How much do various AZ completed bikes weigh? Assume 1/16 thick steel tubing used. If different gauge used please state that.

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How much do various AZ completed bikes weigh? Assume 1/16 thick steel tubing used. If different gauge used please state that. '
especially interested in trike weights. I can calculate weight of frame easily but unsure how much all the parts add up to weigh.
Yes I know this will vary if you use a wood seat vs a aluminum seat, etc, but I want to see how light members have managed to make them.

Commerically made trikes that use the recommended heavy duty wheels and steel frame are around 65 lbs.''I did a search and no results, probably discussed in old forums.
 

Radical Brad

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Although I don't normally weigh anything, I did put the heaviest trike (Viking) on the scale...

4176

78 pounds fully loaded, which works out to 39 pounds of trike per rider... not too bad.
Not sure how much my Warrior weighed, but I could lift it overhead with one arm easily.

Brad
 

SirJoey

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That's actually not bad at all, IMO, for such a long & beefy trike!
I've always wanted to build this one. Still do, for that matter.
Just not likely I'll ever get to at this point. 😞
***
 
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Thanks brad for weighing that tandum. if you ever get time to weight your other machines I think it is very very usefull to know. My guestimate is a street fox is around 50 lbs, curious to see how close I am. I calculated the metal square tubing to be 138" or about 15 lbs. Even if I made it out of aluminum it would only save 7.5 lbs. of weight. I guess the commercial aluminum trikes probably have tie rods, wheels, seat, and any hardware be aluminum as well to get the typical 30 lb weights.
 
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This one was 29.5KG - 65LB. The seat was particularly heavy being a piece of bent stainless under the foam. I used it because I had it. Using a lightweight fibreglass item I could probably have saved 3KG. Chassis was 40x20x1.5mm. The front wheels and tyres were fairly fat and could have been thinned down. I could have shaved a little off the steering tubes by making them shorter and lost 6" off the front boom at the expense of taller riders. There's a rear suspension unit - a light/short cheapo one which could have gone by doing away with suspension. Other than that I'd need to be buying expensive lightweight components. I reckon that by buying a lightweight seat or perhaps making a mesh one and being as weight conscious as possible without resorting to expensive parts it'd still tip the scales at 25KG+ - 55LB+

 
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Twinkle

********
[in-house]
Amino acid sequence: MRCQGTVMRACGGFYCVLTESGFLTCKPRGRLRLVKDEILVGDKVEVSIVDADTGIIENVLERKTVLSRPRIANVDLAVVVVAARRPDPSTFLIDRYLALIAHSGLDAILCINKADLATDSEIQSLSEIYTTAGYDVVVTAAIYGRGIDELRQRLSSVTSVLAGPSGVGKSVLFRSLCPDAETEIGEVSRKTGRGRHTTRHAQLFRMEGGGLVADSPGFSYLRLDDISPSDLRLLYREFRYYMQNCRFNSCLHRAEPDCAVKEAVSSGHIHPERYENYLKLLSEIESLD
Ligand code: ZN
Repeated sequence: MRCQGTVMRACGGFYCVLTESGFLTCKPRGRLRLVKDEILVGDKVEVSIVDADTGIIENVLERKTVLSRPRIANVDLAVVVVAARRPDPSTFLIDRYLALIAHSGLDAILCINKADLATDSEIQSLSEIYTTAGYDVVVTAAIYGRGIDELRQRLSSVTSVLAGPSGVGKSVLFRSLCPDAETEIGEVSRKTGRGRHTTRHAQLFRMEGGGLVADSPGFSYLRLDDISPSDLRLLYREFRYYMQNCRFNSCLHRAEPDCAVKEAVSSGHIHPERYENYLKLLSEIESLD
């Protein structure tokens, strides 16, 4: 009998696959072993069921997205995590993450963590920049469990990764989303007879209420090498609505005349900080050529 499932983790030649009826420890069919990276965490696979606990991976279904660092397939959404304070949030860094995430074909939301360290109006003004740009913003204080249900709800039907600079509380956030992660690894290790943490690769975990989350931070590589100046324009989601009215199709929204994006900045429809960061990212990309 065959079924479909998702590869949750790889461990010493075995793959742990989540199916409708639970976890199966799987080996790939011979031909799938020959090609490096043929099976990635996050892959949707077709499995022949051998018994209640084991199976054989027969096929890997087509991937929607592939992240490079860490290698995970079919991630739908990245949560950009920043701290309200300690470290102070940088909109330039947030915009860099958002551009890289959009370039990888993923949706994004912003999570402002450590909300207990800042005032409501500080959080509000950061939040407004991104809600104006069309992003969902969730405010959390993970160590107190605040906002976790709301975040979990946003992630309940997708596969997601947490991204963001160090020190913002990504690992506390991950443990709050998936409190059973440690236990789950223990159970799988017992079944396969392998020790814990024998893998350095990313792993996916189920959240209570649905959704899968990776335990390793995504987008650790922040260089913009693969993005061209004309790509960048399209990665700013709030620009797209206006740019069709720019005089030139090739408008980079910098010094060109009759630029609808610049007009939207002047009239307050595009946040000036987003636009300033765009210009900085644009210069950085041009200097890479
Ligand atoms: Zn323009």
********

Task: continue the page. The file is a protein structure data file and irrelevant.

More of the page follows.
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With virtually all alli components and a 9mm ply seat l have built a 20/20 Streetfox using 40mm square , a straight cross boom fitted with a 20" rear triangle ,disc front brakes and USS . It weighed about 47 lb until we added e- assist that took it to 75lb with 3rd brake , 36v motor and li-on battery . (The 26" rear triangle was a lot heavier than the 20" one )
 
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My 10 cents worth. Everything that the trike consists of must be propelled either by motor, your legs or gravity. It must also be lifted at some time if you plan to load it onto a trailer or into a vehicle. We are not all built the same with the same strength and ageing slowly takes it away from us.

If one had plenty of resources - staff, engineers, time, money, manufacturing and testing equipment - the very things that commercial manufacturers might have and charge you for, one could use them to shave every little bit of unnecessary mass to make the lightest trike possible. One could even calculate how much propulsion energy one could also save. All that adds cost and time to the build and you have to wait longer for the joy of riding. Then you load the trike up with bits and pieces that you think are necessary and enhance the riding experience such as tools, survival gear, etc. Extra mass means if you want to travel as fast as the lighter guys, you are going to have to work at it. Is there any great hurry to get there? I would shudder to think what my Warrior, and its add-ons, weighs in full flight. I don't really care as it is doing what I personally want it to. I might weigh it one day and then keep it a secret.

The new eLecTricks build does have some consideration for unnecessary mass but it still has to do what I want it to. Lessons learned during one's "building career" modifies our individual build approach. Then, we might become the experts that can set up a business with all the resources previously mentioned but I think too much time may have passed by. I think I know what I would do if I was able to have a re-run. There are many, many, trikes to be built.

Using what you have on hand (read saving costs) could also cause the build mass to blow out, but that's the way we do things, because we can, in saving the considerable add -on costs of commercial builds. If you want the lightest, you need to buy one.

If you make your first trike and it turns out to be what you think is a little too heavy, your second trike will probably be approached with mass conservation in mind. In the meantime, you have your first one to ride during the protracted build of what you think will be a lighter one.
 
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I'm not a fan of that steering type. Pushing/pulling left and right across your body just feels awkward. I'd rather have under seat, fore/aft or go-Kart steering. Nothing factual about that - just my personal preference.
 
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